A Recovery Task Roll may be made after a minute of Unconsciousness, another after five minutes of Unconsciousness, and one at least every quarter of an hour after that. Each failed attempt at recovery decreases the recovery difficulty by 5 if there is no change in the situation. A character may be revived by another character performing a successful First Aid Skill Task against the Recovery Task Difficulty. First Aid may be attempted on an Unconscious character every quarter of an hour, always on the current Recovery Task Difficulty.

For example, a certain person has suffered two Serious wounds and three Light wounds and has fallen Unconscious. This is equivalent to an M wound, as two S's make an M and the rest of the wounds do not add up to another M. Hence the Recovery Task Difficulty is 35 (base of 10 + 25 for the Stabilise Difficulty of a Major wound). As a second example, a person is Concussed by a blow causing an MM in Effective damage. The Recovery Task Difficulty is 40 (10 + 25 +5 for the extra M).

8.4 Recovery from Backlash

Backlash, like wounds, takes time to recover. However, the disorienting effects of invoking magic wear off faster than injuries can heal. A sorcerer can often recover within a day, provided they are not reduced to a coma, which takes longer to recover from.

A sorcerer who is Stunned remains stunned for 1d6 rounds. Once Insane is reached, the resultant effect will last for a varying amount of time depending on the effect suffered. A Coma lasts for 1d6 days (or alternatively the GM may spend one of the character's Fate Points to allow the character to recover in a shorter time), after which they can begin to recover from disorientation effects.

Unless enough time has elapsed for the character to recover from their disorientations, the Backlash effects remain even after the Stunned or Insane effects have worn off. Any further Backlash effects will add to these.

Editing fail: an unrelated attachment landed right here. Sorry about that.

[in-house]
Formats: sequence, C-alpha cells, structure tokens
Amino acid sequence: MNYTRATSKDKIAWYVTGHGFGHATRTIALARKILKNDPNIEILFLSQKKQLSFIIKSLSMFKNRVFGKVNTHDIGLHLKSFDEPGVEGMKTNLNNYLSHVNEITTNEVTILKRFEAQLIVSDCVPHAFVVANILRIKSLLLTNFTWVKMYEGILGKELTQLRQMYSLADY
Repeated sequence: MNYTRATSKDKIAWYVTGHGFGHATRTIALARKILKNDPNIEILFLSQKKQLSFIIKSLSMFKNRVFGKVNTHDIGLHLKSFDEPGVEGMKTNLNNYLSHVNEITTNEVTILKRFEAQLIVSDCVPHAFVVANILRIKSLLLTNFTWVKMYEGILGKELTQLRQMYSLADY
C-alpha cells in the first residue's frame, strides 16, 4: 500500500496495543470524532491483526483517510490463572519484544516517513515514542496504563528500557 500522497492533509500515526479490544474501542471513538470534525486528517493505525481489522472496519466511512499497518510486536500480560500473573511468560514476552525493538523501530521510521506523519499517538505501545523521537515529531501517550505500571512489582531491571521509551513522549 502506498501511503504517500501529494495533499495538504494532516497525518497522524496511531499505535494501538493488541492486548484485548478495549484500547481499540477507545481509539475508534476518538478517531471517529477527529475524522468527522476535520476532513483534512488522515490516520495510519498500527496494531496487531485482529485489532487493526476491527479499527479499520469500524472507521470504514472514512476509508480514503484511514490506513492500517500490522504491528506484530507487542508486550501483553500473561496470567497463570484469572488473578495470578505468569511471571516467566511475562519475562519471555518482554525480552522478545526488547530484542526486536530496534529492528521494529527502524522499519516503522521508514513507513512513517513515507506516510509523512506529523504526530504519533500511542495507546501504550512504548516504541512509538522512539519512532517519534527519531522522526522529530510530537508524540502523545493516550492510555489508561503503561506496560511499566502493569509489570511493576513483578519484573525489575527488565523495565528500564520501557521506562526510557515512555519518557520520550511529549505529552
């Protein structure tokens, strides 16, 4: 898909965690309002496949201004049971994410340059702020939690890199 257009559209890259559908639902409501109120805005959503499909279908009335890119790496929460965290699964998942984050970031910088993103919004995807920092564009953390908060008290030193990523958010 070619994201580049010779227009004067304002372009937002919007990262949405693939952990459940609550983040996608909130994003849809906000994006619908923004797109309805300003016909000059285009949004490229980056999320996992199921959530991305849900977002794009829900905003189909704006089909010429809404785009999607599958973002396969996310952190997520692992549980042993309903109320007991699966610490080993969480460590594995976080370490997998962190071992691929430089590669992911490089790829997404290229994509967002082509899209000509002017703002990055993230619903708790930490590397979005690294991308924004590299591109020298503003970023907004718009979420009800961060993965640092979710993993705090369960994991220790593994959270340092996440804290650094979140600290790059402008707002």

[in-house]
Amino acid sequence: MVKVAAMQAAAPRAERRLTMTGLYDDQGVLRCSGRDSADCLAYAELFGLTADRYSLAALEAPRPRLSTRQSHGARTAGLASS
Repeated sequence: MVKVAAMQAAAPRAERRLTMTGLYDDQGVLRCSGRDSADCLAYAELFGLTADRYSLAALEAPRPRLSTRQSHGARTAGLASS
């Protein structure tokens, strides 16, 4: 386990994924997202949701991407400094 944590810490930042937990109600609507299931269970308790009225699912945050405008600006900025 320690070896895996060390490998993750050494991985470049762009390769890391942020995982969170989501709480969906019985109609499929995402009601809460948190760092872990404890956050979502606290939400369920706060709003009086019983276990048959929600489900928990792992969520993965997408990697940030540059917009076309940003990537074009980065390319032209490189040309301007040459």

Short of magical (using the Mentalism School of Magic) or divine intervention, there is no real way to treat Backlash except by waiting for the effects to wear off. Recovery from Backlash is similar to healing except that, once the amount of time required has passed, the disorientation is considered healed and not just reduced one Rank.

Table 51: Backlash Recovery
Effect Recovery Time
Major 2d6+4 hours
Serious 1d6+2 hours
Light 1d20+10 minutes
Fazed 1d6+2 minutes

Note that whilst two Serious effects are equivalent to a Major one, in terms of effect, they are much easier to recover from than one Major. Recovery from two separate Serious effects is only going to take as long as the highest of two 1d6+2 hour rolls. Recovery from one Major is going to take 2d6+4 hours: almost definitely longer.

8.5 Travel by Land

The unit of distance chosen here is the League, particularly useful because it is not a precise measurement. One league approximates to about 3 miles, or 5 kilometres. Table 52, below, gives the distance in leagues that can be travelled in one day.

Table 52: Land Travel

Walking1

Terrain Dist
Grassland, Trade route through Forest 10
Forest, Foothills, Semidesert 8
Deserts, Tundra 6
Mountains 4
Wetlands, Rain Forest, Ice Shelves 3

Marching1
Terrain Dist
Grassland, Trade route through Forest 15
Forest, Foothills, Semidesert 12
Deserts, Tundra 9
Mountains 6
Wetlands, Rain Forest, Ice Shelves 4

Riding2
Terrain Dist
Grassland, Trade route through Forest 20
Foothills, Semidesert 15
Forest, Deserts, Tundra, Mountains 10
Wetlands 8
Rain Forest, Ice Shelves 4
1 Assuming 10 hours travel, including reasonable stops.
2 Assuming 10 hours travel, alternating between walking and trotting.

Forced marches increase the distance travelled but at a cost. Forced marching imposes a cumulative march penalty of 1 per day. All Skills and Attributes are reduced by the march penalty, which is overcome at a rate of 1 per half day spent resting once the forced march is broken.

After each day of marching, the group must make a Passive Task Resolution on Endurance (not including the march penalty) against 10 + twice the march penalty. If the majority of the group fail, it is forced to rest for a number of days equal to twice the march penalty. The march can start again if everyone makes an Endurance Task against the new Difficulty, or the march penalty has fallen to zero.